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Enhancing Cyber Security in Industrial Control Systems and Critical Infrastructure with Dynamic Endpoint Modeling

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Cyber attacks against Industrial Control Systems (ICS) are on the rise, putting nations’ critical infrastructure at risk. In a paradigm shift from the traditional network security systems, a new approach — Dynamic Endpoint Modeling — learns and models the behavior of all devices on the network and triggers alerts when algorithms detect changes in learned behavior.

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Enhancing Cyber Security in Industrial Control Systems and Critical Infrastructure with Dynamic Endpoint Modeling

  1. 1. Enhancing Cyber Security in Industrial Control Systems and Critical Infrastructure with Dynamic Endpoint Modeling Executive summary Cyber attacks against Industrial Control Systems (ICS) are on the rise, putting na- tions’ critical infrastructure at risk. In a par- adigm shift from the traditional network security systems, a new approach — Dy- namic Endpoint Modeling — learns and models the behavior of all devices on the network and triggers alerts when algo- rithms detect changes in learned behavior. by Daniel Paillet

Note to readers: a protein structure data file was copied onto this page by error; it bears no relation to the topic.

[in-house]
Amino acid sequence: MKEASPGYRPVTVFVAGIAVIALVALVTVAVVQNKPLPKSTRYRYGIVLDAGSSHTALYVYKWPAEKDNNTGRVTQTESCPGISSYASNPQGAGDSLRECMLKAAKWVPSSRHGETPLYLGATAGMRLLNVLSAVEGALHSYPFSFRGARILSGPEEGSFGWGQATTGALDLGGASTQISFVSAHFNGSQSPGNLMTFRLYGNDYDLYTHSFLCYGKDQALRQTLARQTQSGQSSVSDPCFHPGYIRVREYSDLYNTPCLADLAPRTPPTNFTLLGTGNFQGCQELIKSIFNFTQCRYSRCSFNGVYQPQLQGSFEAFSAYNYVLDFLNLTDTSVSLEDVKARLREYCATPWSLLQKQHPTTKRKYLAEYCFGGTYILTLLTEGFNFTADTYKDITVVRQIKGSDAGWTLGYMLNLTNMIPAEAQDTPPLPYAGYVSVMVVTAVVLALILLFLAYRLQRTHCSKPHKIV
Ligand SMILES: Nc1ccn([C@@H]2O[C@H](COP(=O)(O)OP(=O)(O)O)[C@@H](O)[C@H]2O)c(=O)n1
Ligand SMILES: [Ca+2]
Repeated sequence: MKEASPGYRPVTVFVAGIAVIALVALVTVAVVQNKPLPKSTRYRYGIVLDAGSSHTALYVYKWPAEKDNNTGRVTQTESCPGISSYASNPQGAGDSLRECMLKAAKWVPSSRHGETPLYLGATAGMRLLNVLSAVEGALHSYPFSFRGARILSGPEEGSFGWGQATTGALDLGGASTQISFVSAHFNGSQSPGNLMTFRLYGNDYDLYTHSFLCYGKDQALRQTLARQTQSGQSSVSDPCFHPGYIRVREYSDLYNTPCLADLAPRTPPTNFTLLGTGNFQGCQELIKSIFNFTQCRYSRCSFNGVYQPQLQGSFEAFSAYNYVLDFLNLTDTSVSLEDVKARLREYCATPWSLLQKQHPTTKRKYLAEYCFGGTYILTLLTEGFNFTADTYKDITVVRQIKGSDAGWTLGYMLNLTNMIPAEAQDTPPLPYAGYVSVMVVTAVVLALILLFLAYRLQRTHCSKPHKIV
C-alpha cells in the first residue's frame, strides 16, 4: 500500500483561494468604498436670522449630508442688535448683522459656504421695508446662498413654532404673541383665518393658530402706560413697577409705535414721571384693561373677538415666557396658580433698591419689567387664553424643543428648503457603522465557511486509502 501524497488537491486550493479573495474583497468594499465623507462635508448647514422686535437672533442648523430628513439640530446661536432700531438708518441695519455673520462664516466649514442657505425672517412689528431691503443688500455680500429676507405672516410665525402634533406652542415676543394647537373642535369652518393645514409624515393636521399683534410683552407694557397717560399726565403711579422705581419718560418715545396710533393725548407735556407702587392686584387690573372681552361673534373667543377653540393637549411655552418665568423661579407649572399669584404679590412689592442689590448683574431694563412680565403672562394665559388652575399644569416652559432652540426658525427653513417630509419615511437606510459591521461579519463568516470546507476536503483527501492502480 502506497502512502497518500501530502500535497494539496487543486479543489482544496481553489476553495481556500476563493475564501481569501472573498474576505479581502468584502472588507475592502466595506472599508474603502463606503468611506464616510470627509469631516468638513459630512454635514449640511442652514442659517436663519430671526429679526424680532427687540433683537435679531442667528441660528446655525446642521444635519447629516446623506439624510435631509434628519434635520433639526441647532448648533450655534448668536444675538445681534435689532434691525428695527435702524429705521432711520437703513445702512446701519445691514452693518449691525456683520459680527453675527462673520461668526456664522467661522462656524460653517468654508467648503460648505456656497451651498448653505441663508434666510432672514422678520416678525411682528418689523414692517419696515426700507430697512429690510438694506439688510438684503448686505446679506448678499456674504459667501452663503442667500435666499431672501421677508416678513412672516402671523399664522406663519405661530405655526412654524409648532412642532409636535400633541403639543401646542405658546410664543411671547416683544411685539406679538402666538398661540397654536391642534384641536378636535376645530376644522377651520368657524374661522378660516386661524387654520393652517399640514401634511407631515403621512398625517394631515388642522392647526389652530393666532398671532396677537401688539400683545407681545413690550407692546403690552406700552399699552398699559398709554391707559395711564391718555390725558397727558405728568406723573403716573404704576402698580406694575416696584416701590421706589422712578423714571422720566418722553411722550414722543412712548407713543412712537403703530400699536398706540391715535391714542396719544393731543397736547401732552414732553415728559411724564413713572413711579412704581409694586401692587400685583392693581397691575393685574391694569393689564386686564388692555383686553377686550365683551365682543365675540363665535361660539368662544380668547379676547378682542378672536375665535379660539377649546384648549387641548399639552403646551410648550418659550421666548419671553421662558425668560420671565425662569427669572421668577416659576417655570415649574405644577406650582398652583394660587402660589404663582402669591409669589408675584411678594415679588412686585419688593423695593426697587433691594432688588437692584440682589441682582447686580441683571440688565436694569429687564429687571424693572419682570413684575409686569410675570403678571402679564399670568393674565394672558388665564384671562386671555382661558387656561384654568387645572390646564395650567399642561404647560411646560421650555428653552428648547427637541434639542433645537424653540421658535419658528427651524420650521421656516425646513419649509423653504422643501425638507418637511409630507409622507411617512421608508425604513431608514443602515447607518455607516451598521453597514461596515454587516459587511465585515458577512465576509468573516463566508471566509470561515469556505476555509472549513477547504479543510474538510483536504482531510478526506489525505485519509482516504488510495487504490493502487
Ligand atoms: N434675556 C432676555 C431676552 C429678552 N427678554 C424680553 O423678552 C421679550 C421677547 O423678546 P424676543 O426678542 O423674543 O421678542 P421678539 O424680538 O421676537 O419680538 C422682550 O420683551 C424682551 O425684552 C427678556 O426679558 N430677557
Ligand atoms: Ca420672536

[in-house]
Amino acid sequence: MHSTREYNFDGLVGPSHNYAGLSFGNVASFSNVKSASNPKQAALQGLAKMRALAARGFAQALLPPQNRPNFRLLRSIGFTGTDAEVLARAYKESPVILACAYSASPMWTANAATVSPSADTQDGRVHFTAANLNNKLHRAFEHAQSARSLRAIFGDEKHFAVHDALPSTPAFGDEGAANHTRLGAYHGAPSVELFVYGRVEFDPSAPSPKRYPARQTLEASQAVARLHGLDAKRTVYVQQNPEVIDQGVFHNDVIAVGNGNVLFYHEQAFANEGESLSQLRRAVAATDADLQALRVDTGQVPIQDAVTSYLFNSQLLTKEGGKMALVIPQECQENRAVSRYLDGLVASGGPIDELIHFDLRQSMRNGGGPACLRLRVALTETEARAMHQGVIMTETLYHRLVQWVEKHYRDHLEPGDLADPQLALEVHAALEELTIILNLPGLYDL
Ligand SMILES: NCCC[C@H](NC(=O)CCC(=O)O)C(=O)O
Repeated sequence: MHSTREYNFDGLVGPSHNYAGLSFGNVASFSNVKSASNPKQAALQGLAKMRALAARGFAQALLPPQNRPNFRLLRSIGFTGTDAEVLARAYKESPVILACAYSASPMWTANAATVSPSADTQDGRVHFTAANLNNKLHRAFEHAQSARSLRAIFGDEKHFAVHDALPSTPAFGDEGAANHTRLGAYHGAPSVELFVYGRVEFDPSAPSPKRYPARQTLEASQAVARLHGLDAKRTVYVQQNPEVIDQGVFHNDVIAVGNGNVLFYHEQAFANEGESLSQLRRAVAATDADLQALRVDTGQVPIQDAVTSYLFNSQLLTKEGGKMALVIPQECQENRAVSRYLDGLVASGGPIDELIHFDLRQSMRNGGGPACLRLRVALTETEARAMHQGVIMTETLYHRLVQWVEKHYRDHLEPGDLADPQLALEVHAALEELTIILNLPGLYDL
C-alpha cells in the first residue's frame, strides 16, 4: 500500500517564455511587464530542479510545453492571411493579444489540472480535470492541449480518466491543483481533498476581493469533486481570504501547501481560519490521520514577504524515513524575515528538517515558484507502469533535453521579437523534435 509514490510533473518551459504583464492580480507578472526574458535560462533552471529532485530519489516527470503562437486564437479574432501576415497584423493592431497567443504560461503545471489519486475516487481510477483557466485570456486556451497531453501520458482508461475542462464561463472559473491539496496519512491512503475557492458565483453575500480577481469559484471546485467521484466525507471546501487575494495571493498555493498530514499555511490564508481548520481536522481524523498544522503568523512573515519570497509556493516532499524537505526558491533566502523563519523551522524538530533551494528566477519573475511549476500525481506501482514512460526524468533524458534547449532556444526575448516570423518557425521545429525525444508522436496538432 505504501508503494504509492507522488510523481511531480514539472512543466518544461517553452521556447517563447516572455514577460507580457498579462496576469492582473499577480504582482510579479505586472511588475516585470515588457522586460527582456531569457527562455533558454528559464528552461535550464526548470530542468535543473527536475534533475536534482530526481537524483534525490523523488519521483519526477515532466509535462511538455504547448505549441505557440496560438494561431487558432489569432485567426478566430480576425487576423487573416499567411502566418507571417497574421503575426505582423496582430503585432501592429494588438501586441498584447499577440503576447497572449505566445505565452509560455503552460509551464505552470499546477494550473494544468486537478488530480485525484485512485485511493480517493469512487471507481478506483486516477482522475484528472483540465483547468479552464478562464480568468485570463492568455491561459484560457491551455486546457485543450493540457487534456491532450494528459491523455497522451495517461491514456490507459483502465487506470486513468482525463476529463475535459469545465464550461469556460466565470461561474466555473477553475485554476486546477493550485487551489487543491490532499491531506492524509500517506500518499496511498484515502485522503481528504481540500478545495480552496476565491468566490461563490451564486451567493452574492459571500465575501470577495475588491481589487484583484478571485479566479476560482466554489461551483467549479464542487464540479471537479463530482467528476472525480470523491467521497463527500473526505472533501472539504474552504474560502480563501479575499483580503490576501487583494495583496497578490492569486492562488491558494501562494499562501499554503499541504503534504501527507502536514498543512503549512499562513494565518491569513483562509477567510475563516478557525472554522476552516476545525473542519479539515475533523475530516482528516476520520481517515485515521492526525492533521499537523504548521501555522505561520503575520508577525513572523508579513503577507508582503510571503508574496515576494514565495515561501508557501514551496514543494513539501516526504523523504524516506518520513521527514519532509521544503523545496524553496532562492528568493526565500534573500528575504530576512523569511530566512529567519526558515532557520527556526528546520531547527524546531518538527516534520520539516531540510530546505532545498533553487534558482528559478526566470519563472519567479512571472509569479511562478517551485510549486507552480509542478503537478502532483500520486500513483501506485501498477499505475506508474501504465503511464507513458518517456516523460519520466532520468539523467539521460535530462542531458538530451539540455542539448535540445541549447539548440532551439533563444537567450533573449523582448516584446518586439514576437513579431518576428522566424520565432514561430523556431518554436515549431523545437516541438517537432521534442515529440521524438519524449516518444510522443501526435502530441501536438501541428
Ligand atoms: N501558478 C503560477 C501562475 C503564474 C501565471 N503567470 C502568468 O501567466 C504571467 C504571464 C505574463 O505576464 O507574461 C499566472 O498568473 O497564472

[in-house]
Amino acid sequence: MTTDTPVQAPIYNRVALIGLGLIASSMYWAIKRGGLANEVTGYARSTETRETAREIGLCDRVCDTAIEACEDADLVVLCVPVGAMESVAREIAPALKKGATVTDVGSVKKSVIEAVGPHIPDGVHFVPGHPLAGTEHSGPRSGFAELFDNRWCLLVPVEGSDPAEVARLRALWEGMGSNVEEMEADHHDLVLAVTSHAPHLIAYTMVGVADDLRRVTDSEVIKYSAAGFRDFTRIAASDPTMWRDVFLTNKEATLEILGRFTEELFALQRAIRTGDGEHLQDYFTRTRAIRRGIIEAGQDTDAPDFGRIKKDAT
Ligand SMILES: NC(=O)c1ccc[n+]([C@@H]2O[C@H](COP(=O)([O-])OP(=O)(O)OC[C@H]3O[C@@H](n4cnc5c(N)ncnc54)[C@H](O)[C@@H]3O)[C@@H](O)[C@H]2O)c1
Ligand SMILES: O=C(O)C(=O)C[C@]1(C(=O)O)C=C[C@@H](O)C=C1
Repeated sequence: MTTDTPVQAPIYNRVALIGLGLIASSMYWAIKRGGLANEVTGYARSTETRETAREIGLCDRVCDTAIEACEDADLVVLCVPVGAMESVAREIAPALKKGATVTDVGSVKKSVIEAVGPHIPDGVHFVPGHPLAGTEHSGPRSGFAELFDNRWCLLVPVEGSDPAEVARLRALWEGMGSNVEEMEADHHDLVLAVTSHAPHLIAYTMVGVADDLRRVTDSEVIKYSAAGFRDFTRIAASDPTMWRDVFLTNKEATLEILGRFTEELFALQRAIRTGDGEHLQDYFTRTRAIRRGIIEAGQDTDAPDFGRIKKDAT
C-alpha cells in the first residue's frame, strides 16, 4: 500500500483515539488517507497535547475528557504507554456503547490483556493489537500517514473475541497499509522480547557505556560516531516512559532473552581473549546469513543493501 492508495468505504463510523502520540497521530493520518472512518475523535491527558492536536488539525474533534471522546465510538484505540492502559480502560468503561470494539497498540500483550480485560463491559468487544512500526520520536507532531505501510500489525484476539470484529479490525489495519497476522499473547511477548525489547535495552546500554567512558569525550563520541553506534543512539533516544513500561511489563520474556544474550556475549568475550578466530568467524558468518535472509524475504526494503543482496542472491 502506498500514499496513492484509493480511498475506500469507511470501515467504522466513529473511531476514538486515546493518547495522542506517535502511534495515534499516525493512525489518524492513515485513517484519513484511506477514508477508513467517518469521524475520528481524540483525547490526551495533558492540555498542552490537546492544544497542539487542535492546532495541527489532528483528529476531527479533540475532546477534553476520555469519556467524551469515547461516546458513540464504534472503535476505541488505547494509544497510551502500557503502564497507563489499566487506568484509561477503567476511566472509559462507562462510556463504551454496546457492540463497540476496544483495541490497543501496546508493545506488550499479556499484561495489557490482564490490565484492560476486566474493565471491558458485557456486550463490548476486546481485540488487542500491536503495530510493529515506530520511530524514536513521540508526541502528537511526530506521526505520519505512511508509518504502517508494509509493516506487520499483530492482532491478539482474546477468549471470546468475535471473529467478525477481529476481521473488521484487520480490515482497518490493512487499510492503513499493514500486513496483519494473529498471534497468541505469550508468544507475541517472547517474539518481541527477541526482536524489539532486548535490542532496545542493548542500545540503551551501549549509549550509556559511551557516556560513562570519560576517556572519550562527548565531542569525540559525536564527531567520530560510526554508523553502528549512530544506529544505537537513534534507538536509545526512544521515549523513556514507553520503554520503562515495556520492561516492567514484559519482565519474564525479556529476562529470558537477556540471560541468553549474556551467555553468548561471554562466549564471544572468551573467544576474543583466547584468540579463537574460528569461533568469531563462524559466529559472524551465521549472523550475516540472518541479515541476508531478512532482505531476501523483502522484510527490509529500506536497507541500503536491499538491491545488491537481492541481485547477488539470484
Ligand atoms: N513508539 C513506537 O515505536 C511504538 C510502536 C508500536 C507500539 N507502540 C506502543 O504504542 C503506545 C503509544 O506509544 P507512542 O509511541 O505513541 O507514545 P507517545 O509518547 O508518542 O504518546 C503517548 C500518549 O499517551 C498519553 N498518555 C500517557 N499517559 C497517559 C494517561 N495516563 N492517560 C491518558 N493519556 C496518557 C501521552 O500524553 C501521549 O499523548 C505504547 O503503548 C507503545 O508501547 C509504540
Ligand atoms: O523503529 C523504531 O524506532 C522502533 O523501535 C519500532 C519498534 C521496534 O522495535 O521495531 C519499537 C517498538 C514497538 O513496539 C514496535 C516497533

2. 2. Schneider Electric White Paper 2 Dynamic End Point Modeling for Securing Industrial Control Systems and Critical Infrastructure As the barriers between Information Technology (IT) and Operations Technology (OT) disappear, Industrial Control Systems (ICS) environments are increasingly exposed to cyber attacks. The U.S. Department of Homeland Security’s ICS Cyber Emergency Response Team noted a 20% increase in ICS-related attacks in 2015, across a wide range of industry sectors. See Figure 1. As supervisory control and data acquisition (SCADA) systems, distributed control systems (DCS), and other control systems become connected to the Internet to allow greater business efficiency (remote process monitoring, system maintenance, process control and production data analysis), they also make the business more vulnerable to threats. with the potential to seriously affect a nation’s critical ICS and power infrastructure.1 This paper discusses a newly emerging technology that could be of great benefit in adding a layer of cyber security as well as a cost-effective solution in securing critical infrastructure networks: Dynamic Endpoint Modeling. 1 http://www.reuters.com/article/us-usa-cybersecurity-infrastructure-idUSKCN0UR2CX20160113 http://www.claimsjournal.com/news/national/2016/01/20/268254.htm http://www.v3.co.uk/v3-uk/news/2399334/us-industrial-control-systems-attacked-245-times-in-12- months Introduction Figure 1 Breakdown by sector of ICS cyber attacks in the United States in 2015